17th century Flemish and Dutch paintings

This is a comparative item

Jacobus Storck
Fictitious Mediterranean harbour view
Oil on canvas : 94,1 X 125,8 cm
Signed lower right “JStorck”
Sold at Köller Zurich, 19/09/08
For 50.400 CHF = 31.868 €
Private collection Belgium

This is a comparative item

Painting for Sale
Click photo for more details
Sturckenburgh, Johannes
"An Italianate harbour scene"
In short
 
There are only three signed paintings known by Johannes Sturckenburgh, who grew up in Wesel, in Germany, close to the Dutch border. This is the best of these three paintings. Sturckenburgh lived and worked in Amsterdam. He was the father of two famous late 17th century Dutch painters: Abraham and Jacobus Storck. Our painting shows the influence that his sons underwent, probably sharing a family workshop with their father at their young age. 
 
Our composition is a completely fictitious, personal view of an Italianate harbour, based on oral descriptions and on prints.
 
About Johannes Sturckenburgh
 
Dutch painter of German origin
Wesel 1603 – 1664/1683 place unknown (Amsterdam?)
 
Also known as Jan Jansen Sturck.
 
Rare marine painter. There are just three signed paintings known by him.
 
There is almost no biographical information about our painter. And what is known is not very positive:
- in 1663 the burgomaster of Amsterdam has criticised him for beating his second wife, whom no long before he got married with.
- In 1664 Johanna van Os, his second wife, had called him a womanizer.
 
Sturckenburgh was born in Wesel, a German town in North Rhine Westphalia along the Rhine, very close to the Dutch border. It is not known whom he studied painting with. At the age of 25, in 1628, he got married in Amsterdam, where apparently he spent the rest of his career.
 
He was the father of Johannes, Jacobus and Abraham Storck. 
- There are just two signed paintings known by the eldest son, Johannes (II) (1629/30 -1673). 

- Abraham Storck (1644 – 1708), the youngest, was the best known of the three brothers. 
- Abraham and his elder brother Jacobus (1641 – after 1692) were versatile artists, renowned for their marine paintings, topographical views and fictitious Italianate harbour scenes. 
 
Until 1644, when his youngest son, Abraham, was born, Johannes still called himself Sturck, but in 1662, when he got married for the second time, he called himself Jo(h)annes Sturckenburgh, which is also the name that he signed our painting with. In 1973, when Laurens J. Bol, wrote his standard work “Die Holländische Marinemalerei des 17. Jahrhunderts” there were no signed works yet known by our painter.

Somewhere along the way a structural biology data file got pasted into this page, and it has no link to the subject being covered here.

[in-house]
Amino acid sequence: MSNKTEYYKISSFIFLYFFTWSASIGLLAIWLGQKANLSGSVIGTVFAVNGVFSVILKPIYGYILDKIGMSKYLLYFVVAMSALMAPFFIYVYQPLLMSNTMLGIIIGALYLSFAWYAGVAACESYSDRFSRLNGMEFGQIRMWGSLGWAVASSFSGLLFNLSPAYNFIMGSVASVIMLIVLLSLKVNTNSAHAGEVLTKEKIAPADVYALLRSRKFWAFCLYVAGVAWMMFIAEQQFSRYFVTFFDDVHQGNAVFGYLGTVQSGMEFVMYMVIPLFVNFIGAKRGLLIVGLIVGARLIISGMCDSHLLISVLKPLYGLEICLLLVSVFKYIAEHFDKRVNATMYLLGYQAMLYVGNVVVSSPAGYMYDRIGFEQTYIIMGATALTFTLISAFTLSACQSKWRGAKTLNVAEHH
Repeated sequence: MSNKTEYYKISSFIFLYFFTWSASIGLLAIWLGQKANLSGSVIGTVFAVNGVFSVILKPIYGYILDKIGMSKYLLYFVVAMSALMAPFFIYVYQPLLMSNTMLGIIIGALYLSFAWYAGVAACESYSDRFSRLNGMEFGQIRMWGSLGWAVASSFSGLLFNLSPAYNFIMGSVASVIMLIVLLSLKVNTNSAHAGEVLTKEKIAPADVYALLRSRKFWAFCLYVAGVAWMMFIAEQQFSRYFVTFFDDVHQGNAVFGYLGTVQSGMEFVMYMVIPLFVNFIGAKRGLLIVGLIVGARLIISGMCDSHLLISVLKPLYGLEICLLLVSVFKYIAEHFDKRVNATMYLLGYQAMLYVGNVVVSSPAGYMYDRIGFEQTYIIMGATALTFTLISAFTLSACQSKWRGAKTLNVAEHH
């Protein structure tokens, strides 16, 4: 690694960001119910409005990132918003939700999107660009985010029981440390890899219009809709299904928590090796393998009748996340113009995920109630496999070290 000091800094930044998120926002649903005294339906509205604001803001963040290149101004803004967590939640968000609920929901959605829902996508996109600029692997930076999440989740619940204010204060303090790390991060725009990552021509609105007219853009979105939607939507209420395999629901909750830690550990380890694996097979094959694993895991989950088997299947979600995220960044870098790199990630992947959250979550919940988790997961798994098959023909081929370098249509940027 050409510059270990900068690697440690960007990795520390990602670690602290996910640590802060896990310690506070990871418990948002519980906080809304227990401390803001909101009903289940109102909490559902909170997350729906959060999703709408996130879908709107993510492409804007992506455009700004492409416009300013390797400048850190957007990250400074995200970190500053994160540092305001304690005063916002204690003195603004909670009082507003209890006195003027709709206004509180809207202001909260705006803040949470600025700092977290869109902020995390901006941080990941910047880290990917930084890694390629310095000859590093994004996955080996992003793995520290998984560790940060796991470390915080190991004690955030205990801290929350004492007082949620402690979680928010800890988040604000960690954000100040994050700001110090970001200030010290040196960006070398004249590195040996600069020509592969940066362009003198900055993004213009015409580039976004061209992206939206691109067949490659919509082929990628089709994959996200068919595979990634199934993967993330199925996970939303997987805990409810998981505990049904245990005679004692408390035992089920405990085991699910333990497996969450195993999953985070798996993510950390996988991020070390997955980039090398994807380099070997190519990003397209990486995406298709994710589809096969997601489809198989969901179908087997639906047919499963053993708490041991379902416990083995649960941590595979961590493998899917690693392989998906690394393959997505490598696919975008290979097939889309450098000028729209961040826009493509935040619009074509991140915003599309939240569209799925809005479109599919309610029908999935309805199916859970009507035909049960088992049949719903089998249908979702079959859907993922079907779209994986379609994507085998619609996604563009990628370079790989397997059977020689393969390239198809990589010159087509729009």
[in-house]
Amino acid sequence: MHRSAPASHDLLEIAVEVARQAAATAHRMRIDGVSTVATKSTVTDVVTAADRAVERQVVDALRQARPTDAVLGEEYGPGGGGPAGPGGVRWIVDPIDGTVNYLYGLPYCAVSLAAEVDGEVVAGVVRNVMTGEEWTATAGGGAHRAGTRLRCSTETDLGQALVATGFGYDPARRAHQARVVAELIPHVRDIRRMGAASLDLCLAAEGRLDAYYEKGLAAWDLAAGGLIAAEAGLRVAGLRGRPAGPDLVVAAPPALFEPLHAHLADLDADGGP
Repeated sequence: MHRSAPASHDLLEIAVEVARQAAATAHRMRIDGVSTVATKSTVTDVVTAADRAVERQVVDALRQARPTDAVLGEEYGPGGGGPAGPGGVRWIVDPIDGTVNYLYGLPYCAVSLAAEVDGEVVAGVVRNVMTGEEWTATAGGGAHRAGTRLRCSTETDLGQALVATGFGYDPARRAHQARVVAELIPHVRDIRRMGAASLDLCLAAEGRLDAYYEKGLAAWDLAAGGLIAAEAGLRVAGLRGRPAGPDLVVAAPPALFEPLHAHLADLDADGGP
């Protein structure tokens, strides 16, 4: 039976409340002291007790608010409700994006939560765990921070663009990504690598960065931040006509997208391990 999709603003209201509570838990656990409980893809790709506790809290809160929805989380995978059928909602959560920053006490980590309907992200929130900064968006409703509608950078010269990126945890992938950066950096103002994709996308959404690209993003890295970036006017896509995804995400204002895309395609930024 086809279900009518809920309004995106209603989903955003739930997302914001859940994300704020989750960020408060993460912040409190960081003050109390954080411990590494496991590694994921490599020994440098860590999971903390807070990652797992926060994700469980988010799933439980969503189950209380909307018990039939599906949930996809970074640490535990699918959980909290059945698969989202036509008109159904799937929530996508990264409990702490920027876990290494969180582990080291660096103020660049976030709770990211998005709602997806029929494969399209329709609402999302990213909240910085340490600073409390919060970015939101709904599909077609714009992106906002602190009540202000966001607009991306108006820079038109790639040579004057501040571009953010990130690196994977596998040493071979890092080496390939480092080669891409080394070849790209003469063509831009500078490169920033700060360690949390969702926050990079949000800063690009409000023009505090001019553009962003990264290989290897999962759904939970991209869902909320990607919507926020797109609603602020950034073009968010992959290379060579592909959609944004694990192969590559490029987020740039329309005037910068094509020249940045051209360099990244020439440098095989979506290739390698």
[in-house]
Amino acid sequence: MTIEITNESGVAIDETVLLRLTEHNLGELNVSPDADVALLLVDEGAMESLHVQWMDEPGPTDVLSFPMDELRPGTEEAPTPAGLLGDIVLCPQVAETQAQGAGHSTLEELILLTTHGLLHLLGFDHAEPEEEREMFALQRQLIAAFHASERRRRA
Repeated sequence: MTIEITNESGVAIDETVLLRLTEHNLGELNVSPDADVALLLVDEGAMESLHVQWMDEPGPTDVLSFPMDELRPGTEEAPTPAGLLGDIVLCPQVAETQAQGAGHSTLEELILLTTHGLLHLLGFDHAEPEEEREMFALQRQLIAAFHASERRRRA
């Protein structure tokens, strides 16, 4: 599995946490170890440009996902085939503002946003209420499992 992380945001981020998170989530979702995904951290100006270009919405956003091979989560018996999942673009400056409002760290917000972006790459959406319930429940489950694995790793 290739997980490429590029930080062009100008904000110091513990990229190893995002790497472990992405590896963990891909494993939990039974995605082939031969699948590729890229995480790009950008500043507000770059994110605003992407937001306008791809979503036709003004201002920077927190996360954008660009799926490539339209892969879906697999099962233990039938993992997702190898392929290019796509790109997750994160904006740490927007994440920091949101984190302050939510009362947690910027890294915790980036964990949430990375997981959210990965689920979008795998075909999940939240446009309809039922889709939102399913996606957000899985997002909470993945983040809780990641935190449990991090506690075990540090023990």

About our painting
 
There are only three signed paintings known by Johannes Sturckenburgh: a view of Bonn along the River Rhine and two Italianate harbour scenes (ours and one sold at Sotheby’s in London in 1983).
Johannes has clearly influenced all three of his sons stylistically and in the choice of their subjects, as you may see in our comparative works.
 
The two Mediterranean harbour scenes of our painter and all those of his two best-known sons, Jacobus and Abraham, never represent exact topographical views of one particular place. These are fictitious, rather theatrical stage sets forming the backdrop to a hive of activity. All three of them filled these views with imaginary buildings, sometimes incorporating existing, realistic elements. Nor Johannes Sturckenburgh, nor his sons are known to have travelled to Italy; they must have relied on their imagination and on prints to create views of their Italy.
In their puzzle-like compositions these imagined harbour scenes must be considered precursors of the great “capricci” painters of the Italian 18th century, such as of Giovanni Paolo Panini.
 
Why should you buy this painting?
 
Because it sums up the image that flabbergasted foreigners had from Italy during the third quarter of the 17th century: a mountainous coastline (Liguria?), the strangest art and architecture, a busy economy, well-dressed people and exotic Oriental tradesmen.
 
Comparative paintings
Click photos for more details